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Dissatisfied with the results of earlier efforts to improve educational outcomes in U.S. schools, the Ford Foundation developed a program called the Collaborating for Education Reform Initiative (CERI) that provided grants to collaboratives of community-based organizations in urban settings as a way to address systemic barriers to high-quality teaching and learning. Eight collaboratives signed on, and, over four years, the RAND Corporation assessed the progress of the program. The authors of this report found that the eight sites made varying degrees of progress and, while none had reached the final outcomes desired, some of the collaboratives offered considerable promise. Although success is far from certain, by adopting such techniques as clear communication of expectations, engaging school staff, and using data to alter strategies as necessary, collaboratives stand a better chance of becoming self-sustaining and positively affecting student learning.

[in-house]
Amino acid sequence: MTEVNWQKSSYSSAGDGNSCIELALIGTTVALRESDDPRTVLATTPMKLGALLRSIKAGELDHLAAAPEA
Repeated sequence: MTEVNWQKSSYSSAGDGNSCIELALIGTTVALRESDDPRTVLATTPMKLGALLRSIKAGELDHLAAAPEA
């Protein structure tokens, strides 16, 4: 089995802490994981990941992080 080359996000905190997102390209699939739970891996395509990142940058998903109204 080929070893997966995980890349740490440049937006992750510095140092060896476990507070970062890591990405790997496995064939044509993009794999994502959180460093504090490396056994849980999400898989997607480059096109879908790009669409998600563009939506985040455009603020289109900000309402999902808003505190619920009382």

Table of Contents

  • Chapter One

    Introduction

  • Chapter Two

    Literature Review, Indicators, and Methodology

  • Chapter Three

    History of CERI Reform

  • Chapter Four

    Progress of Sites

  • Chapter Five

    Themes from CERI

  • Chapter Six

    Conclusions and Observations

  • Appendix A

    Collaborative Context

The research described in this report was conducted by RAND Education for the Ford Foundation.

This report is part of the RAND Corporation Monograph series. RAND monographs present major research findings that address the challenges facing the public and private sectors. All RAND monographs undergo rigorous peer review to ensure high standards for research quality and objectivity.

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